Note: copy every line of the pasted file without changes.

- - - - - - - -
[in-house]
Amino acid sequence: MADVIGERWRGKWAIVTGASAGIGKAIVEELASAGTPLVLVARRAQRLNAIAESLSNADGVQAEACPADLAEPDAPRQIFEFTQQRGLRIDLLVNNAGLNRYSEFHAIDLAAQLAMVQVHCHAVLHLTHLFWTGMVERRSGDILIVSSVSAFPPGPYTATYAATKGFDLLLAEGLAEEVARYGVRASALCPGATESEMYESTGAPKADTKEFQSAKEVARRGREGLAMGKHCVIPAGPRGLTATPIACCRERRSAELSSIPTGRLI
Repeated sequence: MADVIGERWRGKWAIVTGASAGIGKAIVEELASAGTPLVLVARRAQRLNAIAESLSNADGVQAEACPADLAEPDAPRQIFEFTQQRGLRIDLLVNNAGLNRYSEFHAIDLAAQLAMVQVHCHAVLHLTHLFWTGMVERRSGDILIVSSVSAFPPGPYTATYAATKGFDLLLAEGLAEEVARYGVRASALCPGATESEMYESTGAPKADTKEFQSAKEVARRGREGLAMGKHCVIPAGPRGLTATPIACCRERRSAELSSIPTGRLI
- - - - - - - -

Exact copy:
[in-house]
Amino acid sequence: MADVIGERWRGKWAIVTGASAGIGKAIVEELASAGTPLVLVARRAQRLNAIAESLSNADGVQAEACPADLAEPDAPRQIFEFTQQRGLRIDLLVNNAGLNRYSEFHAIDLAAQLAMVQVHCHAVLHLTHLFWTGMVERRSGDILIVSSVSAFPPGPYTATYAATKGFDLLLAEGLAEEVARYGVRASALCPGATESEMYESTGAPKADTKEFQSAKEVARRGREGLAMGKHCVIPAGPRGLTATPIACCRERRSAELSSIPTGRLI
Repeated sequence: MADVIGERWRGKWAIVTGASAGIGKAIVEELASAGTPLVLVARRAQRLNAIAESLSNADGVQAEACPADLAEPDAPRQIFEFTQQRGLRIDLLVNNAGLNRYSEFHAIDLAAQLAMVQVHCHAVLHLTHLFWTGMVERRSGDILIVSSVSAFPPGPYTATYAATKGFDLLLAEGLAEEVARYGVRASALCPGATESEMYESTGAPKADTKEFQSAKEVARRGREGLAMGKHCVIPAGPRGLTATPIACCRERRSAELSSIPTGRLI